Question The computer restarted unexpectedly or encountered an unexpected error. windows installation cannot proceed

jinchuriki

Commendable
Sep 9, 2018
126
2
1,585
0
Hey, I encountered this issue in my laptop and I'm kinda lost, here is an image of the issue:



I tried to completely reinstall windows, completely deleted and formatted the hard drive, and still after installing windows I'm receiving this issue...
I tried the windows installation on another machine and it worked just fine, so I'm completely confused about it. I don't think it can be related to BIOS settings, and I can't see how it could be related to previous windows installation or something as the HDD is formatted.

Never saw anything similar to this. I tried googling this issue, the solution is always changing the ChildCompletion setup in regedit, but I don't even have this folder.

Help would be much appreciated, thanks :)
 

jinchuriki

Commendable
Sep 9, 2018
126
2
1,585
0
could be the hardware. what the laptop model?
So.............Possibly.
I managed to solve it somehow, what I did was formatting the HDD, then created some random few GB's partition, and then created another partition with the rest of the left memory, installed windows on that partition, and then it works.
Idk...But it works I guess :\
Thanks anyway.
 

Darkbreeze

Retired Mod
the HDD is formatted.
This may well be your problem. You shouldn't be installing Windows to a "formatted" partition. You should be disconnecting ALL secondary drives, if there are any on this laptop, and during the installation you should be choosing the "Custom" option, then deleting ALL existing partitions on that drive you are installing Windows TO, and then when there is only a single remaining listing, that is unformatted and unpartitioned, you should click Next and allow Windows to create any and all necessary partitions and perform any required formatting, which it will do automatically.

If you do THAT, and you still have a problem, then the drive should be tested using a utility like Seatools for DOS or WD lifeguard tools for DOS, and run the Long or extended test. If the drive has ANY errors or bad sectors, it should be immediately discarded and replaced with a new or known good drive.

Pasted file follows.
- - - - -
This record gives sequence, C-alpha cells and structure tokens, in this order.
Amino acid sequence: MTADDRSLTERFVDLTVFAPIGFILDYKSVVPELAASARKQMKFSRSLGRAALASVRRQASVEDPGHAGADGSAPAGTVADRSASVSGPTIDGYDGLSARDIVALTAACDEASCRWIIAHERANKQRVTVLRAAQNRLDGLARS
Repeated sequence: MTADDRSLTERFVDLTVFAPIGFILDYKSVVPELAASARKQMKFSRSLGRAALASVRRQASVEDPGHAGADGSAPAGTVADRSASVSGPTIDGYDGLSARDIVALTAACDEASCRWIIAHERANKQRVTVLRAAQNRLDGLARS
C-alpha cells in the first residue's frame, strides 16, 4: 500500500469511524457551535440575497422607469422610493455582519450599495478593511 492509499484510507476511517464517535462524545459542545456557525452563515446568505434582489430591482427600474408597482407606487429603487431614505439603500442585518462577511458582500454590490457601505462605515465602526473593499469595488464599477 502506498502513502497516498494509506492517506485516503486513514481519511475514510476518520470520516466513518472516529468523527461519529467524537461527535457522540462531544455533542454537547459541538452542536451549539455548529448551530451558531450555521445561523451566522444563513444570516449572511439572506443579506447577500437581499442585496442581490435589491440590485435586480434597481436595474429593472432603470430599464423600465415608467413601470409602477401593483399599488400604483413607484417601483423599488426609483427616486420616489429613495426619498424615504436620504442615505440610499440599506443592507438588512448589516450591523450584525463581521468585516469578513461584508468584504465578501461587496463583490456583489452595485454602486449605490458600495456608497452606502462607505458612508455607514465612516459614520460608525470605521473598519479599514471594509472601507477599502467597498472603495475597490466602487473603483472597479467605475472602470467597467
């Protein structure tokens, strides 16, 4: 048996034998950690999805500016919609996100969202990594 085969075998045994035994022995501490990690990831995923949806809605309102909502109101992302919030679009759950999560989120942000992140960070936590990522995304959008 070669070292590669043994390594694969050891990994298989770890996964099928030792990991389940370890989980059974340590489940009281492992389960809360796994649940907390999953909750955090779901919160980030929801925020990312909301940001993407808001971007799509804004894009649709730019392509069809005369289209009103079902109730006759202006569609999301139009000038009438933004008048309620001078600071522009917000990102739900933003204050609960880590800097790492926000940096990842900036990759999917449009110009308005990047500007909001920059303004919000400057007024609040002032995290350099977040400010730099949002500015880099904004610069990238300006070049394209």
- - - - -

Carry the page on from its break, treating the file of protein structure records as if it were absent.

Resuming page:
jinchuriki

Commendable
Sep 9, 2018
126
2
1,585
0
This may well be your problem. You shouldn't be installing Windows to a "formatted" partition. You should be disconnecting ALL secondary drives, if there are any on this laptop, and during the installation you should be choosing the "Custom" option, then deleting ALL existing partitions on that drive you are installing Windows TO, and then when there is only a single remaining listing, that is unformatted and unpartitioned, you should click Next and allow Windows to create any and all necessary partitions and perform any required formatting, which it will do automatically.

If you do THAT, and you still have a problem, then the drive should be tested using a utility like Seatools for DOS or WD lifeguard tools for DOS, and run the Long or extended test. If the drive has ANY errors or bad sectors, it should be immediately discarded and replaced with a new or known good drive.
"completely deleted and formatted the hard drive" o.0
 

Darkbreeze

Retired Mod
"Completely deleted and formatted the hard drive" is NOT what I've explained needs to be done. It's COMPLETELY something................else.

 

jinchuriki

Commendable
Sep 9, 2018
126
2
1,585
0
"Completely deleted and formatted the hard drive" is NOT what I've explained needs to be done. It's COMPLETELY something................else.

Oh lord.........k bro.
Here is another useful tutorial:
https://www.digitalunite.com/technology-guides/computer-basics/using-computer/how-turn-computer
 

Darkbreeze

Retired Mod
I'm wasn't trying to be "funny", like you apparently are. There are VERY CLEAR differences between the process that SHOULD be followed, and "completely deleted and formatted the hard drive", which actually doesn't even make a lot of sense the way it's phrased. There are minute specifics when it comes to computer technology and storage devices, that absolutely make all the difference in the world sometimes. Sometimes they don't as well. In this case, they MIGHT.

So, "deleting and reformatting" a hard drive, to be specific, is NOT the same thing as "deleting all of the existing partitions and then installing SPECIFICALLY TO the UNPARTIONED and UNFORMATTED drive space". They are ENTIRELY different things. In one instance, where you've created a new partition and formatted it, you've told Windows "this is where I want to install" and "I want the Windows installation to be THIS specific type of installation based on the format of the partition". And, in many cases, that results in the wrong type of partition, as in an MBR partition vs a GPT partition, with one of them being a legacy type installation and the other being a fully UEFI compatible partition.